Help your baby to learn and develop

Babies learn and develop by watching, by listening and by doing. Your baby will learn best from the time you spend with them.

Child playing
Your baby may start to move around after 6 months of age so they will need to have safe places to play and learn. This page has ideas for things that you (and your whānau) can do to help your baby to learn.

Learning and developing

Your baby will learn and develop best of all from the time that you and other whānau spend with them – talking, reading and playing.

Playing and being active

Most of the best ‘toys’ for your baby at this age are in your home – for example, pots and pans and cardboard boxes. Play simple games like peek-a-boo. Point out and name things that can be seen and heard. Sing and tell stories. Read books to your baby and talk about the pictures. Your baby will enjoy nursery rhymes, waiata, hand games, etc. Let them hear your own favourite stories, music and rhymes.

For more ideas, ask at your local library, preschool, kindergarten and kōhanga reo.

Being active and moving also help babies and children to learn and their bodies to develop. Sport New Zealand has a set of video clips on their YouTube channel showing activities for children from birth to 5 years of age.

Learning to talk

Talking to your baby is the best way to help them learn to talk. Talk to your baby while you are dressing, bathing and feeding them, and look at your baby while you talk. When your baby makes sounds, repeat the sounds back and leave time for them to make a sound so that they learn to talk with you and take turns in conversations. They learn by hearing you – your baby will understand what you say before they start to talk. If you speak te reo Māori or another language that is not English, your baby will easily pick up both languages.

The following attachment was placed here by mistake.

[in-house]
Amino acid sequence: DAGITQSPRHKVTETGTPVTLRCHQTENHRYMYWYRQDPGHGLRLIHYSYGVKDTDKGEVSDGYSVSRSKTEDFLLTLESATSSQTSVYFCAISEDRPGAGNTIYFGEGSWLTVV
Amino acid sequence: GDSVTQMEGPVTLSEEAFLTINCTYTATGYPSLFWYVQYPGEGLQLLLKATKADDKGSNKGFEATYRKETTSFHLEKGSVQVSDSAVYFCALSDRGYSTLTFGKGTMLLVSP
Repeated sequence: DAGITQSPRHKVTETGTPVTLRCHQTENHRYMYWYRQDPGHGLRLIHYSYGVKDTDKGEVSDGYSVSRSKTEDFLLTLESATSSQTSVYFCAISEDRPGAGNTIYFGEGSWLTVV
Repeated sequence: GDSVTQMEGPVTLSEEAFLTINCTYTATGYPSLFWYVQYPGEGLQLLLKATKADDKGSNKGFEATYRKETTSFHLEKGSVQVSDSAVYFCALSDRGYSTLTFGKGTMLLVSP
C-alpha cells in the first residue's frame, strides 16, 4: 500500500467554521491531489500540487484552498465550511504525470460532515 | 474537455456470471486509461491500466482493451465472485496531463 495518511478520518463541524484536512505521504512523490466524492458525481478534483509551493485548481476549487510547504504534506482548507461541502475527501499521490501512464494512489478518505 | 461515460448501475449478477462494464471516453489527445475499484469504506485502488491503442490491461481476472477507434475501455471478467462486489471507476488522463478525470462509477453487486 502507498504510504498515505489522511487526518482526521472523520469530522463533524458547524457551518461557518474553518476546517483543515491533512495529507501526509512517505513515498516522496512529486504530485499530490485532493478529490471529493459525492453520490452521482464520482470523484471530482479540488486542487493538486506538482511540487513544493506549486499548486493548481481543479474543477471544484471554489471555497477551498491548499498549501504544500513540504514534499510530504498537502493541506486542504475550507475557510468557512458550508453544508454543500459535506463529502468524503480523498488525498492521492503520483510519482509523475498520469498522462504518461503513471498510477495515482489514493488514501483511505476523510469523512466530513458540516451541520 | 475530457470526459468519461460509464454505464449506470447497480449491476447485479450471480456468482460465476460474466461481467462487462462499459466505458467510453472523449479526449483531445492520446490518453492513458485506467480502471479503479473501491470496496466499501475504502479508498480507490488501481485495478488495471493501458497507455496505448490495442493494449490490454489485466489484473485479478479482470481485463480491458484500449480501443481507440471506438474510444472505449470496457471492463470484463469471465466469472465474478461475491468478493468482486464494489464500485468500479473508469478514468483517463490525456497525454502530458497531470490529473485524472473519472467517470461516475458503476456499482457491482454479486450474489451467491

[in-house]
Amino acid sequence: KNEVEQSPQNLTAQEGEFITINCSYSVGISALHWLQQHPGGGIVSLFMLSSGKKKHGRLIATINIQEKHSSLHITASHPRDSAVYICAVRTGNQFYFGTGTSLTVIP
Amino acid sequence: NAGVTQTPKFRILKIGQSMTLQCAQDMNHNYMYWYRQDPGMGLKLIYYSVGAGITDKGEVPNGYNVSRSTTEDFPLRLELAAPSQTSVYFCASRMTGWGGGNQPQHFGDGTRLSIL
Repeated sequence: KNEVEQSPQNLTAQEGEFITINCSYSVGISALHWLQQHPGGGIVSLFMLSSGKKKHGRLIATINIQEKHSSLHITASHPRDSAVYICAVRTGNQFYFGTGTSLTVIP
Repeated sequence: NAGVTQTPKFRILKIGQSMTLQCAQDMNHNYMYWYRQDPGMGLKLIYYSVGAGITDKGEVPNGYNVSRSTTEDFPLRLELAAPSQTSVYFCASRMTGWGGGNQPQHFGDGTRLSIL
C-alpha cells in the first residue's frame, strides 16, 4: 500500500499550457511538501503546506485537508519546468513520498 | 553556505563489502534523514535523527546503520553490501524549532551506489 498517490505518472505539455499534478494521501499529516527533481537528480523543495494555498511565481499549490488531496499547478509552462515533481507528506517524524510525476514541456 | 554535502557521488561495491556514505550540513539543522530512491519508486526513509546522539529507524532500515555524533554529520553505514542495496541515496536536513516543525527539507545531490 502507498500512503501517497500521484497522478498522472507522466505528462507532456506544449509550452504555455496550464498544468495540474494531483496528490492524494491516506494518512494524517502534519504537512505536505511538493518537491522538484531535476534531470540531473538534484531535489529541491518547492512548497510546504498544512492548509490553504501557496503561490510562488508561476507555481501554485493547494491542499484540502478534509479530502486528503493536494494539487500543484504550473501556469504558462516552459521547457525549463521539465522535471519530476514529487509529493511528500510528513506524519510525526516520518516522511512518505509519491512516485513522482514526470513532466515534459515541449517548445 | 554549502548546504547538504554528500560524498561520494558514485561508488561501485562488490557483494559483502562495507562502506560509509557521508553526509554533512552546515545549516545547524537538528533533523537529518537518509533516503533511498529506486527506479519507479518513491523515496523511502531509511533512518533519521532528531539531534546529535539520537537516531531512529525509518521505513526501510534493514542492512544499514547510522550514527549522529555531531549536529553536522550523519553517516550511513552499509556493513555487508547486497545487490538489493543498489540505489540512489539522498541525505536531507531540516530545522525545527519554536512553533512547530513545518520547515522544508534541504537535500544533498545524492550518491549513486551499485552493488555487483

Your baby will start to make sounds for things they recognise; they will know what they mean and you will soon learn too, even if their words aren’t clear.

If you are worried

Children grow and learn at different rates and there is a wide range of what is ‘normal’ for a child’s development. Talk to your nurse or doctor if you are worried about your child.

Keeping your baby safe while they learn

Your baby may start to move around after 6 months of age so they will need to have safe places to play and learn. See also the Safety page on the Plunket website to find out how you can make your home safe.

Related websites

Whakatipu – SKIP
Whakatipu is a kaupapa that encourages strong whānau connections that nurture and develop tamariki. Tikanga and pakiwaitara are interwoven with child development information, ideas and activities for whānau.

Play and learning (6 months to 1 year) – Plunket
Fun things to do with your baby.

Learning to talk – Kidshealth
The Kidshealth website has more information about how children learn to talk and what you can do to help.

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